Defence attorney /
British pedestrian /
Mr. Harrison (Apricot) /
The Colonel /
'Hell's Grannies' policeman /
Jimmy Blankensop /
Sir Edward Ross /
Restaurant patron #1 /
Letter Writer /
Oliver St. John Mollusk /
Town Guild Lady
Marriage Counselor /
Arthur Nudge /
Self-defence student #4 (interested in pointed sticks) /
'Hell's Grannies' analyst /
Arthur Wilson /
Arthur Wilson Two /
Nightclub Emcee /
First General /
Restaurant Manager /
Lingerie Shop Owner /
Accountant #1 (falling past the window) /
Fairy Godmother /
Rita Fairbanks /
Simon Zinc Trumpet Harris /
Lady With Cookbook
A collection of re-filmed sketches from the first and second series of the cult TV comedy show "Monty Python's Flying Circus". Includes such classics as "Nudge, Nudge", "Hell's Grannies", "Killer Cars", "Dead Parrot", "Lumberjack Song", "Blackmail" and "Upper Class Twit of the Year". Written by
Mr and Mrs and Mrs Zambesi <firstname.lastname@example.org>
Dual currency is shown during the film (as seen on the supermarket adverts - 9np or 1/9). This was common for UK films of the early seventies as the country was decimalising its currency from pounds, shillings and pence (20 shillings to the pound, 12d (pence or pennies) to the shilling) to pounds and what were at the time referred to as 'new pence' (100p to the pound). See more »
During the mountaineer sketch, Eric Idle clearly breaks character and suppresses laughter when John Cleese reads from the dictionary. See more »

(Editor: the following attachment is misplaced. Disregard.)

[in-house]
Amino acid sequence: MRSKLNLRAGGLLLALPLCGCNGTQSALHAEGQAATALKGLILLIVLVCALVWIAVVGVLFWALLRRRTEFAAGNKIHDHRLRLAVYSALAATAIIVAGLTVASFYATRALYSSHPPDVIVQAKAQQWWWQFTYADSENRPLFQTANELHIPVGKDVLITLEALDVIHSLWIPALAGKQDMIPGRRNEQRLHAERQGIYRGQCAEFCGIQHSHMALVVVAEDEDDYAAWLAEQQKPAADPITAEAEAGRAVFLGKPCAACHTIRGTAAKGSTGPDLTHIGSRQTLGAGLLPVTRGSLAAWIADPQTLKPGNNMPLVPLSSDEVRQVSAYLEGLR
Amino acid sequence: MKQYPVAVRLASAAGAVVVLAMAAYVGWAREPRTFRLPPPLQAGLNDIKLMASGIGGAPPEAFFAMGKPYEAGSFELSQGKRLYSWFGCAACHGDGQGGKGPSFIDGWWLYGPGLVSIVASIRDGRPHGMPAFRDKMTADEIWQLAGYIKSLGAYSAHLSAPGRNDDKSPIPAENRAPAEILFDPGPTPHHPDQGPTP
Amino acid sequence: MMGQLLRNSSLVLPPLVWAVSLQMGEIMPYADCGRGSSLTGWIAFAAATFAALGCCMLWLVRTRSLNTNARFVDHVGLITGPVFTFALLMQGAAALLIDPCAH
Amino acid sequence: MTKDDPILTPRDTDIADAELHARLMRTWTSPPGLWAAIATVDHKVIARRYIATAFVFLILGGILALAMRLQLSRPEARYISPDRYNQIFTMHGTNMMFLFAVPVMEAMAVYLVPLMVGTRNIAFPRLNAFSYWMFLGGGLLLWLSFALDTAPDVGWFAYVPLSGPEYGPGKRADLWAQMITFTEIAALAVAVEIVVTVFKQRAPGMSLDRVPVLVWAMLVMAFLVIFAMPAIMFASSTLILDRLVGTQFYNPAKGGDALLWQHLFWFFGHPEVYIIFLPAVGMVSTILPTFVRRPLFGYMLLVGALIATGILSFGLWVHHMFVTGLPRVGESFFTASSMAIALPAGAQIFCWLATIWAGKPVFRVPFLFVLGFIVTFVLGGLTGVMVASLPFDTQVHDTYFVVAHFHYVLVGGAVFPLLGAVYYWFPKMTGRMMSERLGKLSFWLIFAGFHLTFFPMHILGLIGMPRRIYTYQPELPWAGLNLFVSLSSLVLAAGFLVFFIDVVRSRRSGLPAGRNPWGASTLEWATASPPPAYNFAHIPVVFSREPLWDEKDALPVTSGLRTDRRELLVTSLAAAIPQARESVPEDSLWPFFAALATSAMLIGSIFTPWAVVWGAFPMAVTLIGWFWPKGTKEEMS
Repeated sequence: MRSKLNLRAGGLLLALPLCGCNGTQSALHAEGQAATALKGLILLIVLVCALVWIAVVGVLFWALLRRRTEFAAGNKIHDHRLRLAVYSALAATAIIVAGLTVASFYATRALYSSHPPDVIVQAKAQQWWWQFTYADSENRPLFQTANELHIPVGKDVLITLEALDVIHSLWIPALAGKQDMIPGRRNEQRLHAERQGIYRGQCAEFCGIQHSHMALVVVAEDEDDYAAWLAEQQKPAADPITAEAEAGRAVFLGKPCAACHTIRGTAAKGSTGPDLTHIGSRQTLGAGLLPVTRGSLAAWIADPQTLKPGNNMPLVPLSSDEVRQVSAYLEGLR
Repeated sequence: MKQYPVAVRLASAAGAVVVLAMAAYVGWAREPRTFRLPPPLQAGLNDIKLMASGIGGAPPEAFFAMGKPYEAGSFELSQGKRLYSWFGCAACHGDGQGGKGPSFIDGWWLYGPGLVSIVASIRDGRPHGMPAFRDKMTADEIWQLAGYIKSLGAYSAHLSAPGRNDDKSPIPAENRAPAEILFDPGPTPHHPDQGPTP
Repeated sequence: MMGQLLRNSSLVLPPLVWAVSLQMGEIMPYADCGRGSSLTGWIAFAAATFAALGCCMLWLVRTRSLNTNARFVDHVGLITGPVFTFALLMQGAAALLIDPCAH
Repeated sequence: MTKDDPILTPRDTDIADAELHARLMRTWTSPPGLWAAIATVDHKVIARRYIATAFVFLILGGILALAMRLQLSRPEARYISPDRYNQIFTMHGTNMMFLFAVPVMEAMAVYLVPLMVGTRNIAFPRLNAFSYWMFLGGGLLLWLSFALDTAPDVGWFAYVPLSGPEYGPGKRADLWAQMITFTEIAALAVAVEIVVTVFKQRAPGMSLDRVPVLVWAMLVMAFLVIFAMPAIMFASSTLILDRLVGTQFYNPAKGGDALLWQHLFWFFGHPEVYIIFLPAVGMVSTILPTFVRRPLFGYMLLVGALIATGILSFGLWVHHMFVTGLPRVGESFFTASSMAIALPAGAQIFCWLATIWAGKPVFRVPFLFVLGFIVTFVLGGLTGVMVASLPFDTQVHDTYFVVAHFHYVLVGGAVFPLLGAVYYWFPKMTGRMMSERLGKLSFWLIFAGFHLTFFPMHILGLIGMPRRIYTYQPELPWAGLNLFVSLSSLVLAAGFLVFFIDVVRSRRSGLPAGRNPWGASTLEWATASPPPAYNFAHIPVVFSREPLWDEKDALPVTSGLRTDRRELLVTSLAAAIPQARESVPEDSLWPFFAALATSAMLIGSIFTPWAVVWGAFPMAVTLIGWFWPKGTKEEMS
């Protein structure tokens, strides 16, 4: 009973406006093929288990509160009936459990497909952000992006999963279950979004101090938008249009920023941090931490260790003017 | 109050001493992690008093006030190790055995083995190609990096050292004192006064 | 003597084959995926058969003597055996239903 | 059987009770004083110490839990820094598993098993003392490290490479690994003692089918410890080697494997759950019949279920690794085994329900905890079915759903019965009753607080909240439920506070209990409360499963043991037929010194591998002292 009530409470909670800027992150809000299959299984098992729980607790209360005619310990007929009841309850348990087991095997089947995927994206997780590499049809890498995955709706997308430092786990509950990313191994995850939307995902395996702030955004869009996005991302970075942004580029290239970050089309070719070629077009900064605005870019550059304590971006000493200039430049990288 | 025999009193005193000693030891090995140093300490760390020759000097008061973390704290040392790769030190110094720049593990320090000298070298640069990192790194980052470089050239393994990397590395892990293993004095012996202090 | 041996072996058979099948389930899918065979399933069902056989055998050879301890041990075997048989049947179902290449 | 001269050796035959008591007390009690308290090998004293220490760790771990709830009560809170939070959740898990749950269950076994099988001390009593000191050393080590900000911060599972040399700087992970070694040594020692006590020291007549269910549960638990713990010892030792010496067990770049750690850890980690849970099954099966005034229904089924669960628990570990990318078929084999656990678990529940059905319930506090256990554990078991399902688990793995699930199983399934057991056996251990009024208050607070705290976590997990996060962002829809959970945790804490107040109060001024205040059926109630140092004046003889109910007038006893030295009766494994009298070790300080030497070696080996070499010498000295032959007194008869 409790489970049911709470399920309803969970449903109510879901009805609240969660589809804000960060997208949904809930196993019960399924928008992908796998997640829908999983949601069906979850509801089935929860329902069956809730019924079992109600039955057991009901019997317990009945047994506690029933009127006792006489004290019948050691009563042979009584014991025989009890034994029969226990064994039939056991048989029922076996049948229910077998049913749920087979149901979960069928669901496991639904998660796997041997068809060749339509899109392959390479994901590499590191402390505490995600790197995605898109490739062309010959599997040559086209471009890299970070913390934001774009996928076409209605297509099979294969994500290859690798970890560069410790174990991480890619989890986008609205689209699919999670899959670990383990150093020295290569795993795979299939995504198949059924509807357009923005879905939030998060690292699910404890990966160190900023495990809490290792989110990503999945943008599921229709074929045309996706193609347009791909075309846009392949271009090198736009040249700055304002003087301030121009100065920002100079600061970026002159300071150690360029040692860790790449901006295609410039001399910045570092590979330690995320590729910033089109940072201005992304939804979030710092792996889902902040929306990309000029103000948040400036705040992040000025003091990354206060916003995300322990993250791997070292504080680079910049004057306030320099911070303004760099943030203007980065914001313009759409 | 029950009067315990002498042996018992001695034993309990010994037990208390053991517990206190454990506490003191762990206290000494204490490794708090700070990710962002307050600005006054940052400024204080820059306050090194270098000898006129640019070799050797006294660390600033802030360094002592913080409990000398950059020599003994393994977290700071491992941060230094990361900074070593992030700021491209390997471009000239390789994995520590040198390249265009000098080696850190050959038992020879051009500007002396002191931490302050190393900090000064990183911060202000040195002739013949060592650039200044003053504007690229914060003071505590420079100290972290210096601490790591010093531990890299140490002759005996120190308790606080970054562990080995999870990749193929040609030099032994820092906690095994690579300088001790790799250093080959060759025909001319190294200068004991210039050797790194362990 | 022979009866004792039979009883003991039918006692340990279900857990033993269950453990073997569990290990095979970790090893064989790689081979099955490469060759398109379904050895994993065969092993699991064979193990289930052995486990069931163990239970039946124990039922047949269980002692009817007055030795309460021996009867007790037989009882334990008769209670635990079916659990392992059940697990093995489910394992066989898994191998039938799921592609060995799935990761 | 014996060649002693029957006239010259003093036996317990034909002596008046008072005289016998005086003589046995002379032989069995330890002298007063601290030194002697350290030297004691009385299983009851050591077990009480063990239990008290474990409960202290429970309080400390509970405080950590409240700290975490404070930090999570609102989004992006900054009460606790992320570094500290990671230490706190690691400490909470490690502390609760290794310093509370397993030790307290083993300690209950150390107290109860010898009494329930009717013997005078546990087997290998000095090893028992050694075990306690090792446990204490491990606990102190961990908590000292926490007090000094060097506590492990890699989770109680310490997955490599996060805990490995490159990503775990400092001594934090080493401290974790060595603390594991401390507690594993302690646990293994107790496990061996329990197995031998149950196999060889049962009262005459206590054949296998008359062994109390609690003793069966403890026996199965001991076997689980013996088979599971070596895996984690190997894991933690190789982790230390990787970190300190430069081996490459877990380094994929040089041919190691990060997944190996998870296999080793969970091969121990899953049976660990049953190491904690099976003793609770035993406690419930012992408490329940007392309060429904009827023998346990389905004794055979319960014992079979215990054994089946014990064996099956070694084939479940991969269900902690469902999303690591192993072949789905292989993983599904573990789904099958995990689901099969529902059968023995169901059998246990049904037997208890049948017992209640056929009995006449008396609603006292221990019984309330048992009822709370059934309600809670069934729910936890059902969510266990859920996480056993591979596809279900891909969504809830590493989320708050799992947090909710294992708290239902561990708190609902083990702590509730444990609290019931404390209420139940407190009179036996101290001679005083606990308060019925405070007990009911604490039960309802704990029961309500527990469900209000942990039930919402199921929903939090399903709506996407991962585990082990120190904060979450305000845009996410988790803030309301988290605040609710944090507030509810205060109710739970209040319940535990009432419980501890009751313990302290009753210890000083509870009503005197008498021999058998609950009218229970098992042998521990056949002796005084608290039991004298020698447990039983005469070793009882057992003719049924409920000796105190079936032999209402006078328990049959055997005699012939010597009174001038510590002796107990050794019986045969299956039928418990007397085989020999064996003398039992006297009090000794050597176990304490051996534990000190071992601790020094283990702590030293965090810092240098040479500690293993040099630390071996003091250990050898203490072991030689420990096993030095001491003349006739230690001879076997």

In this picture, there are forty-seven people. None of them can be seen. In this film, we hope to show you how not to be seen. This is Mr E.R. Bradshaw of Napier Court, Black Lion Road, London, SE14. He cannot be seen. Now I'm going to ask him to stand up. Mr Bradshaw, will you stand up, please?
[Mr Bradshaw stands up and is shot]
This demonstrates the value of not being seen.
See more »
After the opening theme song, a "THE END" screen comes up, and stage manager Terry Jones apologises for the brevity of the film. See more »
Monty Python used this collection of sketches from their first and second TV series (re-packaged and staged again) to break into the American market. A gamble, but a successful one.
All the greats are here Parrot Sketch, Dirty Fork, Hell's Grannies, Fresh Fruit Self Defence, Marriage Guidance and more besides. The animated links, specially created for the movie, are funny and well put-together: and new versions of Killer Cars and the story of the Spot are excellent. In many cases the film versions of the sketches outshine those in the TV series and are more memorable, particularly those which first appeared in series 1.
This is a very good introduction to the team and a strong reminder of their early work for the BBC.
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